These last few days have been phenomenal in the number of subscribers to this site.  Thanks for taking the time to sign up and for reading.

If you like what you read, please share it with your friends who are into softball.  I would appreciate that.

 

Softball bats

This week I wanted to learn about Softball bats because as you all know, I used to be a softball dummy.  I am getting better though 😉

How did softball evolve?  If you have read my blog of “How softball got started“, you know it was by accident, so the original softball bat was made out of a broken broom handle.  You can safely say it has come a long way since.   Look at all the fancy Softball bats that are available these days? You can spend as much money you want  in order to get the bat you want.

ASA regulates and certifies the bats that can be used in softball tournaments. In order to be certified by ASA, the bat manufacturers have to have their bats tested by a certified ASA test facility according to their performance standards.  The performance standard is based on “Batted Ball Speed” (BBS) instead of how the bat performs.  In order to keep the game safe the BBS must not exceed 98 mph.  How did they come up with this magic number? For those that are curious and/or mathematically inclined, here is an excellent article from Penn State University called “Explaining the 98-mph BBS Standard for ASA softball” by Dr. Daniel Russell.

Softball bats followed the same trend as Baseball bats.  First there was the all wooden bats, then they evolved to aluminum bats in the 1970’s, but aluminum bats did not perform as well until they started using aluminum alloys.  This is when aluminum bats started to outperform wooden bats.  It makes the famous “ping” sound when the bat hits the ball.  The composite bats were introduced in the 1980’s but they initially did not perform as well and did not make the popular ping sound.  It wasn’t until recently in the 2000’s that composite bats made of carbon fiber and fiber glass and coated with epoxy resin started producing a bigger “sweet spot”.  Sweet spot is the spot on the bat where when the ball is hit produces the best hit.  Here is again is the article titled “Acoustics of baseball bats” by Dr. Russell that explains this.

Have you ever wondered what’s inside your softball bat?  Well, you don’t have to wonder anymore.  Here is a photo I took of a softball bat that was broken by a coaches daughter when she was in high school.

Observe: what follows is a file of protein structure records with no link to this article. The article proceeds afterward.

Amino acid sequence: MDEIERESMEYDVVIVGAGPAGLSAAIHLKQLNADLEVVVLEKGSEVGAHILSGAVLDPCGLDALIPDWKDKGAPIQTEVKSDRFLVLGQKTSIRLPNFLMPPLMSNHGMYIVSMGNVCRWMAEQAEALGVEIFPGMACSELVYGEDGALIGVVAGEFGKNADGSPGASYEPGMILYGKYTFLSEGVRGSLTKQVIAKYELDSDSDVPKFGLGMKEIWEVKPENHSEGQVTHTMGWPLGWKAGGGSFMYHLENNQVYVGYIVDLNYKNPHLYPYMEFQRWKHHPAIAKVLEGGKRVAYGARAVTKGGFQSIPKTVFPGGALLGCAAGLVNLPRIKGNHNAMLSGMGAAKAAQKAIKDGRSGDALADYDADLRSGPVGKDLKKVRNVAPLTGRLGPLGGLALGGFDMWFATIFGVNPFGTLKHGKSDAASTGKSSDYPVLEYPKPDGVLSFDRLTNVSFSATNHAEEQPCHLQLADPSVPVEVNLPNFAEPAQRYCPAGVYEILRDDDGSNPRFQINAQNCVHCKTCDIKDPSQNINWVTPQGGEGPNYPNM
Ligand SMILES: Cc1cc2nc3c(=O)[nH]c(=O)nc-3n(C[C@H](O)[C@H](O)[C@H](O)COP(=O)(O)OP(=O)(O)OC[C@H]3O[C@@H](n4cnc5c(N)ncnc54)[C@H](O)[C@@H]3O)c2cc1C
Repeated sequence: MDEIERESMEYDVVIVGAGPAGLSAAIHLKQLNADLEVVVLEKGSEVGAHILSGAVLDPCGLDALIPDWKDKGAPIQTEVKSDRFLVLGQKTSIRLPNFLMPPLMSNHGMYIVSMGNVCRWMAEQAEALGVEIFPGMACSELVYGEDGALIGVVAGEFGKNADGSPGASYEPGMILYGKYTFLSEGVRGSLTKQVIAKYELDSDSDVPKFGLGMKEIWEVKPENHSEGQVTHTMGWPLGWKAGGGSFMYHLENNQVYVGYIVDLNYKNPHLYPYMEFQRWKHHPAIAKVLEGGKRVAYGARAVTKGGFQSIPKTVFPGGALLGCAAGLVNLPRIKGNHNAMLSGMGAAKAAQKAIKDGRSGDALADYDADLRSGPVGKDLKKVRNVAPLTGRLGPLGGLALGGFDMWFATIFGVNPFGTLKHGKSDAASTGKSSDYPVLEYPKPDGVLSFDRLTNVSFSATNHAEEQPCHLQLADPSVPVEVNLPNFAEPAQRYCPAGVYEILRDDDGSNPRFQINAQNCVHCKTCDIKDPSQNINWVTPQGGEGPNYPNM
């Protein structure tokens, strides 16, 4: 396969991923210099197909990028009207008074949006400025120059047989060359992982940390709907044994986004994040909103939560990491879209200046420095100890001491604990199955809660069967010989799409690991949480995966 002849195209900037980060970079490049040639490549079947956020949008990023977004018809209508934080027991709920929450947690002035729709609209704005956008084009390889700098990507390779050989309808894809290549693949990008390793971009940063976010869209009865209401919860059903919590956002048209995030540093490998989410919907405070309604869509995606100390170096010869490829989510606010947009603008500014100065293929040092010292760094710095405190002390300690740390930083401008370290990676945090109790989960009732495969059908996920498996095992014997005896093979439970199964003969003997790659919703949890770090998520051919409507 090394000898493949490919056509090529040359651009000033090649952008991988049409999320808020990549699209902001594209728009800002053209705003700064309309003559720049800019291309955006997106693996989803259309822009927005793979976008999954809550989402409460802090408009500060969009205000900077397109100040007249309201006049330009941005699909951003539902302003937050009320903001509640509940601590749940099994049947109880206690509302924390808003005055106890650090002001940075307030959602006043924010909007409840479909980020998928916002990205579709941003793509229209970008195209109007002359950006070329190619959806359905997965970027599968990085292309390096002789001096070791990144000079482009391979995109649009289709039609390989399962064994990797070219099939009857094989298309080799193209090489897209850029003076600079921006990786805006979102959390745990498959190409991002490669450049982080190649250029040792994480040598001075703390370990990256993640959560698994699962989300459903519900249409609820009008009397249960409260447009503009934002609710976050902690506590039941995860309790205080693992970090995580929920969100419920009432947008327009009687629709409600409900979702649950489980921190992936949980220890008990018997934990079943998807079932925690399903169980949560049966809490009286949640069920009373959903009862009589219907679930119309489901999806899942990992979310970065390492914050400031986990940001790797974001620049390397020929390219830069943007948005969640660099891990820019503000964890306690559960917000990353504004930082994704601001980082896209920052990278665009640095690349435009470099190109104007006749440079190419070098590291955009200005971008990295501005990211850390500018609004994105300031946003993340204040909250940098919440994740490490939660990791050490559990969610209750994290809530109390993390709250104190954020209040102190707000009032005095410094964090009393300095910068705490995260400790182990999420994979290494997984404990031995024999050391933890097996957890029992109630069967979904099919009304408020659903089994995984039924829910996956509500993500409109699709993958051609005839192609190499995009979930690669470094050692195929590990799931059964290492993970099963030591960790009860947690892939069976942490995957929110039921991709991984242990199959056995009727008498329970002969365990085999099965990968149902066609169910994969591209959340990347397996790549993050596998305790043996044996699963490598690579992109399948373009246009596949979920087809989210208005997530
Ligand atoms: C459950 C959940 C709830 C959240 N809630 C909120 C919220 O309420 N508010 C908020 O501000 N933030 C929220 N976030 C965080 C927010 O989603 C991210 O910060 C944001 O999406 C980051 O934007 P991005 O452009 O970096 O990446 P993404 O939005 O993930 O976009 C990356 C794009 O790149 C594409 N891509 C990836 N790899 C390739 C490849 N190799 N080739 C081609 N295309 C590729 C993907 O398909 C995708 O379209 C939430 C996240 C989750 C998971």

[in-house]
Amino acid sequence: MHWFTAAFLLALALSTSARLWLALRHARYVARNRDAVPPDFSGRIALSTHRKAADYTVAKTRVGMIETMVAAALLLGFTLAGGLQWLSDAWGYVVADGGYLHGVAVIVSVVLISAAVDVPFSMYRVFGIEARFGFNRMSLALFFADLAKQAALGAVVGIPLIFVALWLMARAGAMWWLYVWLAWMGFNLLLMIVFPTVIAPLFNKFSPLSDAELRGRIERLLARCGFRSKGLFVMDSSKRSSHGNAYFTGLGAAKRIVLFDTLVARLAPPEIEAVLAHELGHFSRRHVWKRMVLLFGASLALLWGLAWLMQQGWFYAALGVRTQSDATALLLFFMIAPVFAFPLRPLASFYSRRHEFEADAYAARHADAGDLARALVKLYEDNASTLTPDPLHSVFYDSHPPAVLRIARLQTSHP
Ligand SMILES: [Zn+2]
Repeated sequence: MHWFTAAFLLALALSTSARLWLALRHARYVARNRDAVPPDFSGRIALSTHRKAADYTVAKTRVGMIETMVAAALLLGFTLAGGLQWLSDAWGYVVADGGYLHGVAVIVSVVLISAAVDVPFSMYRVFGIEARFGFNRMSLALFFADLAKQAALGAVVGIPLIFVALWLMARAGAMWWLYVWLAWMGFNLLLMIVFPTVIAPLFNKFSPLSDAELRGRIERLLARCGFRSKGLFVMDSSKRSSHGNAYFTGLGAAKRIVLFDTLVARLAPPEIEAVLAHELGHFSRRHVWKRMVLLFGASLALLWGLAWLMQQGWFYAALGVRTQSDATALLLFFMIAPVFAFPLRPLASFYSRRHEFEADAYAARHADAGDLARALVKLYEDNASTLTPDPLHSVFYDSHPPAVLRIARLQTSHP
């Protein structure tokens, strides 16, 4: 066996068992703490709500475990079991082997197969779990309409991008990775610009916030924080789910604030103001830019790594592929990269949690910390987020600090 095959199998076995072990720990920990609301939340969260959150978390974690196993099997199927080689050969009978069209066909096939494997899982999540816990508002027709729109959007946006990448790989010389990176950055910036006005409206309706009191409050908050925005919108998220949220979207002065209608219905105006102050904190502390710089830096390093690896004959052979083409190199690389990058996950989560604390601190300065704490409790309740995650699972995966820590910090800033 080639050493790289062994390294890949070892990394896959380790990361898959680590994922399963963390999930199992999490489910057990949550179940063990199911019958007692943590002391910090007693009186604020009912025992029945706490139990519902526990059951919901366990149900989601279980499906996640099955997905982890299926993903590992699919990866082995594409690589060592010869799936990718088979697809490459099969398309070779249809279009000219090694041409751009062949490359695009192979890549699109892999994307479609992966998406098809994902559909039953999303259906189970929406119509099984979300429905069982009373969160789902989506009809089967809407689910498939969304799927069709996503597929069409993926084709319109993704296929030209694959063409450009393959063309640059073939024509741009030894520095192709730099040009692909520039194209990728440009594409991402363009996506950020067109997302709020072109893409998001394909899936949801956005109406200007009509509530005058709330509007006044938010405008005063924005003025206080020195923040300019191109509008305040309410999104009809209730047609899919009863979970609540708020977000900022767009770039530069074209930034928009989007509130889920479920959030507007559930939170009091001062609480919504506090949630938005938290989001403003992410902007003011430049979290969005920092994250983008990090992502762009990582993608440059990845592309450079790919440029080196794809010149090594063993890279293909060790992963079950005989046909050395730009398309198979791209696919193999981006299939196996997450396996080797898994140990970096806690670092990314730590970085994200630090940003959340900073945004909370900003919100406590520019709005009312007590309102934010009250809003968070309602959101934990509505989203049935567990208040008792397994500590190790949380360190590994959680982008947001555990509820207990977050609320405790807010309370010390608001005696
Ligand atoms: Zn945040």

Inside a composite bat
Inside a composite bat

Now, here is how composite bats are made. The following slide show is pretty cool. Thanks to the author for sharing.

ASA also has a Bat tester info here which talks about the Portable Barrel compression tester.  I hope this gives you some information on how the softball bats have evolved to its current form.

I will discuss more about how to pick a bat for your child in another topic.

Thanks for reading and have a great weekend.

 

So how is your summer going?

Exploring sea critters during a low tide
Exploring sea critters during a low tide

Hello Softball fans!!  Did you miss my posts yet? 😉

Ha..just kidding.  I know I have a long way to go before you will actually miss seeing my posts.  I have to work on my writing skills.  Language was never my best subject.  I gravitated to STEM classes.  I could really use some grammar and spelling classes though.

How is your summer going?  I haven’t disappeared from the planet yet.  Our family went on a much-needed vacation.  You know the kind that makes you put everything on hold and enjoy nature.  Yes!  We visited the New England area in the east coast as we have extended family over there.  We went on several hikes and enjoyed nature in its best and worst (bug bites) form.

We were pushed back into reality this weekend.  We are back to the crazy life here in Silicon Valley and had a 12 U tournament in Antioch and a 10 U tournament in Concord. These two cities are in the East Bay and about 15 mins from each other but had very different fields.  I will be writing more park reviews on these two parks soon.

We had to be there at 7 am this morning and guess what? 7 am again tomorrow.  That means have to get up at 4:30 am again tomorrow. We are all still jet lagged.  But such is the summer softball life.  The kids did their best but still lost a few games!

Every time we come back from a tournament, I ask my kids “So, do you still enjoy playing softball?” and so far, the answer has always been “Yes”.  So along as the answer is yes, we will be waking up early and doing the crazy drive.  I hope your summer is going well and the kids are having fun playing.  Take care and thanks for reading.